The crossbow has been used for hunting and in warfare for thousands of years. Archery hunting with crossbows is making them new again.
"There is nothing new under the sun, but there are lots of old things we don’t know.” So said author Ambrose Bierce about 100 years ago.
The crossbow has been used for hunting and in warfare for thousands of years. The Chinese were using them in 600 B.C. The Greek and Roman armies used crossbows in their ancient conquests.
Archery hunting with crossbows is making them new again. Established vertical bow manufacturers have included crossbows in their product lines. Even Winchester, the gun maker, has started making crossbows.
Studies show that experienced bow hunters leave the sport after age 50 because of the physical demands of drawing a bow. Hunting with a crossbow allows archery hunters to keep hunting because they don’t have to draw a bow.
In Illinois, once you hit 62 years old, you can hunt with a crossbow during all archery seasons. You do not need a special crossbow permit. Any hunter unable to hunt with a conventional bow due to a “permanent physical impairment,” can apply for a crossbow permit. This application includes a section that must be completed by a licensed physician.
Because it has a stock and can be fitted with a red dot sight, or a scope, some contend hunting with a crossbow is only a short step away from hunting with a gun.
It’s true that learning to shoot a crossbow accurately is easier to master than shooting a vertical bow. In the Middle Ages, peasants were trained to shoot crossbows and sent to battle the following day. The crossbow projectile, called a bolt, doesn’t fly much faster than a standard carbon arrow, and the bolt quickly loses energy. Therefore, crossbows have an effective range similar to that of a vertical bow.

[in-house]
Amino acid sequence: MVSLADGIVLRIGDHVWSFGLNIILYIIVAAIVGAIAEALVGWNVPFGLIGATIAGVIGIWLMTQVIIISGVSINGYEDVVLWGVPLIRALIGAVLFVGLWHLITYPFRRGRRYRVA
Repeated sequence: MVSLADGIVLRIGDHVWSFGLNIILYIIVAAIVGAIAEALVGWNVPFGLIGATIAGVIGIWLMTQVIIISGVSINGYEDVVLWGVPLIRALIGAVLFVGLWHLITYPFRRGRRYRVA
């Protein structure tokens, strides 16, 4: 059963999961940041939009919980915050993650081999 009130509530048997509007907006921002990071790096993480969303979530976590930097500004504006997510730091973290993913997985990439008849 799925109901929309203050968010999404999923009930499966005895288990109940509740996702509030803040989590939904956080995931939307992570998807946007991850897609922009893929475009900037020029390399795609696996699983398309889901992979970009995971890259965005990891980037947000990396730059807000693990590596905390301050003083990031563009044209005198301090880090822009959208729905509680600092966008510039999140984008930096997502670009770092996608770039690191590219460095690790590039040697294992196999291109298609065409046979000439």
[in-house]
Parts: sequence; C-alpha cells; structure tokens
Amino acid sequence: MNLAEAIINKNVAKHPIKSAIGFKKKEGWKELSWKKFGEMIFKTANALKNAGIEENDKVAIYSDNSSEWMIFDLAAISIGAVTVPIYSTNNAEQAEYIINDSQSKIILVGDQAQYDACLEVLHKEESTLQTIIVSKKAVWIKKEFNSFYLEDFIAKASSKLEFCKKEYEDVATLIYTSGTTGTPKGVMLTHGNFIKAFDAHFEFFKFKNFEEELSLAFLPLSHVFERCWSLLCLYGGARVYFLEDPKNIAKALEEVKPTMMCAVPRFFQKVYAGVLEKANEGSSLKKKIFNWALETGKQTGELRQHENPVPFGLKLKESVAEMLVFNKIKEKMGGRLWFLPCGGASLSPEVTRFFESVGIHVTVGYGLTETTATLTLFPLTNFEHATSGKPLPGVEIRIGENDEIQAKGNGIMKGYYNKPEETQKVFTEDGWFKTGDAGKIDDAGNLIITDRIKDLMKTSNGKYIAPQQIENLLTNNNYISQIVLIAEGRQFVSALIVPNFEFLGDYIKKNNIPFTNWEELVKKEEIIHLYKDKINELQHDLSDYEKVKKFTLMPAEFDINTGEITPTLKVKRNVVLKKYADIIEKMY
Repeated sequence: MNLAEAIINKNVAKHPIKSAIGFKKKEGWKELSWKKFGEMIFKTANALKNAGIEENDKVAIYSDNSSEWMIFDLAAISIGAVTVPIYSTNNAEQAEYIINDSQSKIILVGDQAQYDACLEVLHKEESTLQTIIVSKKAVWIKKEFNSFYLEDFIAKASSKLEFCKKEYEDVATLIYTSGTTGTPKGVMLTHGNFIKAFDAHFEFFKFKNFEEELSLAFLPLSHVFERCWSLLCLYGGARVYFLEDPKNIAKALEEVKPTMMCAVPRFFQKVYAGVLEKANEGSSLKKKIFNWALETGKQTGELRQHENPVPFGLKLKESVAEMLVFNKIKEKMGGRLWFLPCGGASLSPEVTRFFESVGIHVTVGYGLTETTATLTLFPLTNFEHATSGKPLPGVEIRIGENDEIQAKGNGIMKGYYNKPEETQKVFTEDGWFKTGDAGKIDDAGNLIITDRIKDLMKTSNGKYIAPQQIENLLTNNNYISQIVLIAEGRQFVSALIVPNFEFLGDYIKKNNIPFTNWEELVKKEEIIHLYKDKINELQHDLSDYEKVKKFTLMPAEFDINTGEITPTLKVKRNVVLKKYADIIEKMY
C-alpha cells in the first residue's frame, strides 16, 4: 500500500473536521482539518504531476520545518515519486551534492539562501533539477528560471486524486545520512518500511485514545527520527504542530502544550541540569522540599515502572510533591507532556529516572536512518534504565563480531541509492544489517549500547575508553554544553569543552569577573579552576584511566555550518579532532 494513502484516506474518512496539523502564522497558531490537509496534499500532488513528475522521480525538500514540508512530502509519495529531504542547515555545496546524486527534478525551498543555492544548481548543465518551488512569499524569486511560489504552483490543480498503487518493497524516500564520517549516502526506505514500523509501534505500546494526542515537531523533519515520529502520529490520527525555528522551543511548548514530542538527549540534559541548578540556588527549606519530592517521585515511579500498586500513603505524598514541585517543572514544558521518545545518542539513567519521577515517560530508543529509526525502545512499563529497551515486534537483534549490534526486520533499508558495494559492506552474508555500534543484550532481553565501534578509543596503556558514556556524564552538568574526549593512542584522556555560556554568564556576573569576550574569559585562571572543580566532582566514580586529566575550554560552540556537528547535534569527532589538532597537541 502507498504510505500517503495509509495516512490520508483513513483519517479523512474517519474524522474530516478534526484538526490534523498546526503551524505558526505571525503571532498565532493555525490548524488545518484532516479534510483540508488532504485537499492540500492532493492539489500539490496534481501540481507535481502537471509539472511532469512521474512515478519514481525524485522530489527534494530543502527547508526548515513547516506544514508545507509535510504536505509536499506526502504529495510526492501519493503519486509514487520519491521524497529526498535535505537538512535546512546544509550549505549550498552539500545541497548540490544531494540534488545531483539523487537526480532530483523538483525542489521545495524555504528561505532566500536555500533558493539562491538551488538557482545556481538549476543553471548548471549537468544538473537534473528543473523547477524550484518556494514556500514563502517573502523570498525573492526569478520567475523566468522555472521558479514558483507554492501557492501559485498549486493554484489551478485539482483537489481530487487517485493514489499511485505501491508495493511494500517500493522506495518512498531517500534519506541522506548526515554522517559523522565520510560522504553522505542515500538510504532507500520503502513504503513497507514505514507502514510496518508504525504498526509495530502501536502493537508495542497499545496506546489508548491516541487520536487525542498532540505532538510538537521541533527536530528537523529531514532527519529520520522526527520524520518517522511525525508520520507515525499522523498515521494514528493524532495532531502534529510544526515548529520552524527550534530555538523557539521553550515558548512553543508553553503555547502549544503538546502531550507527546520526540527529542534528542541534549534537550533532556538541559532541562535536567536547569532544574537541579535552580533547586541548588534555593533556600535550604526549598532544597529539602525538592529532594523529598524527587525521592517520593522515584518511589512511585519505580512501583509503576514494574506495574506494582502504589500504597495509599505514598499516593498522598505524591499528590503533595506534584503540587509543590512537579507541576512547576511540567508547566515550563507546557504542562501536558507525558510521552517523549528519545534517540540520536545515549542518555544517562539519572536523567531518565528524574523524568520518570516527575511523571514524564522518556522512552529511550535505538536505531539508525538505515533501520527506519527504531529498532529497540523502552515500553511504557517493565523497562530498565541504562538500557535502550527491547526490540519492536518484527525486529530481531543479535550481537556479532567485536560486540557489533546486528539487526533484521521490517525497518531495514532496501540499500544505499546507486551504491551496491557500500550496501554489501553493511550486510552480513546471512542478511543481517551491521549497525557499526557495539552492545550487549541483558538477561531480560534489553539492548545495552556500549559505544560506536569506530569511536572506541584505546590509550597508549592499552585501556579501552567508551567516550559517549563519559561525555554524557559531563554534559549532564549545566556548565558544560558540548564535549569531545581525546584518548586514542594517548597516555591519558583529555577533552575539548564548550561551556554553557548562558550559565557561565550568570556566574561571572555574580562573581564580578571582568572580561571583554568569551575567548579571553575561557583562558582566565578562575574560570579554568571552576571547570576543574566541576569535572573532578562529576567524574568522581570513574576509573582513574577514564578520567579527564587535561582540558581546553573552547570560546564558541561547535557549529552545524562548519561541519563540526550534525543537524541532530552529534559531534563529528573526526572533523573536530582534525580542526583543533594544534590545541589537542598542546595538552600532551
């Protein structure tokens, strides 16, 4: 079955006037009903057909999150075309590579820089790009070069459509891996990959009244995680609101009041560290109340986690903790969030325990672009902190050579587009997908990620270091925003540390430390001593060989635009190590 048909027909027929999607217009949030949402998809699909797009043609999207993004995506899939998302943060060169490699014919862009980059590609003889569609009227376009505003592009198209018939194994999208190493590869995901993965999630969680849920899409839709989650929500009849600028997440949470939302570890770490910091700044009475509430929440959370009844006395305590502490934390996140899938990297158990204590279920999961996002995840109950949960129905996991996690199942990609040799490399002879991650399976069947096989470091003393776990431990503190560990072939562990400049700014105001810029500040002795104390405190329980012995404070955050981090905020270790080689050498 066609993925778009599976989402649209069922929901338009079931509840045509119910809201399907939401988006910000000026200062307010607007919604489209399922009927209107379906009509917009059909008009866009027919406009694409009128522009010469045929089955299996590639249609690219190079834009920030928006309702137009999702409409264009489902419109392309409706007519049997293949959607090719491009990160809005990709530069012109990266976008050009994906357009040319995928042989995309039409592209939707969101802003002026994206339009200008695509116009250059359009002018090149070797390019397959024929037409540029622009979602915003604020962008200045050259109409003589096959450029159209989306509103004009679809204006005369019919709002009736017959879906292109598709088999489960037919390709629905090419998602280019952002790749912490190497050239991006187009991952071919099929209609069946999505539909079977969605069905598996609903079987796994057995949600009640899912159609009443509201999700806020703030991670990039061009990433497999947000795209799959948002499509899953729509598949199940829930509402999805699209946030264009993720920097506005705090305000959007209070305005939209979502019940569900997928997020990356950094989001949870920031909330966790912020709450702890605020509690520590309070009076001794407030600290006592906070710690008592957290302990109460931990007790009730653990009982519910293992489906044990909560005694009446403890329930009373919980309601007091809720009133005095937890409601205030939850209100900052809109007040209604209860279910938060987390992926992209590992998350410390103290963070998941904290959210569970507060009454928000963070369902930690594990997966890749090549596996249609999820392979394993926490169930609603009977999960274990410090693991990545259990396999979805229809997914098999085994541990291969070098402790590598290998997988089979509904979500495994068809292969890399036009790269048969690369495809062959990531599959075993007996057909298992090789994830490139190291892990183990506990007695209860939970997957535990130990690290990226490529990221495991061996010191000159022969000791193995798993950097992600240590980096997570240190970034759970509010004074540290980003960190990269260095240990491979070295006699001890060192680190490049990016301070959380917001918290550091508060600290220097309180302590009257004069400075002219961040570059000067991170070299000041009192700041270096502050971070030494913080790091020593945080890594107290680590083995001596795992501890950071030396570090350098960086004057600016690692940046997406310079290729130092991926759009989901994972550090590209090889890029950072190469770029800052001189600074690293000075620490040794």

The disadvantages to hunting with a crossbow are that they are heavy and hard to reload. One writer says a crossbow is “as loud as a slammed door” when you shoot it and nearly impossible to reload without scaring away game if you miss your first shot. In the majority of crossbow hunting scenarios, one shot is all you are going to get.
Crossbows are front-heavy. Experienced crossbow archers say to shoot off a rest, or take along shooting sticks to help steady your aim. It may have a rifle stock and a trigger, but a crossbow isn’t balanced like a rifle or shotgun.
If you are eligible to hunt with a crossbow and are interested learning how, study up on it. It’s going to cost between $500 and $1,500 to get outfitted. Take some shots with one before you invest in equipment. See if you can rent one, along with some instruction, at an archery range. Or do some target practice with a crossbow hunter, and ask them how they sorted through all the equipment choices.
The basic design is thousands of years old, but new and improved crossbows are coming on the market practically every day.
Contact George Little at ccmglobal @aol.com.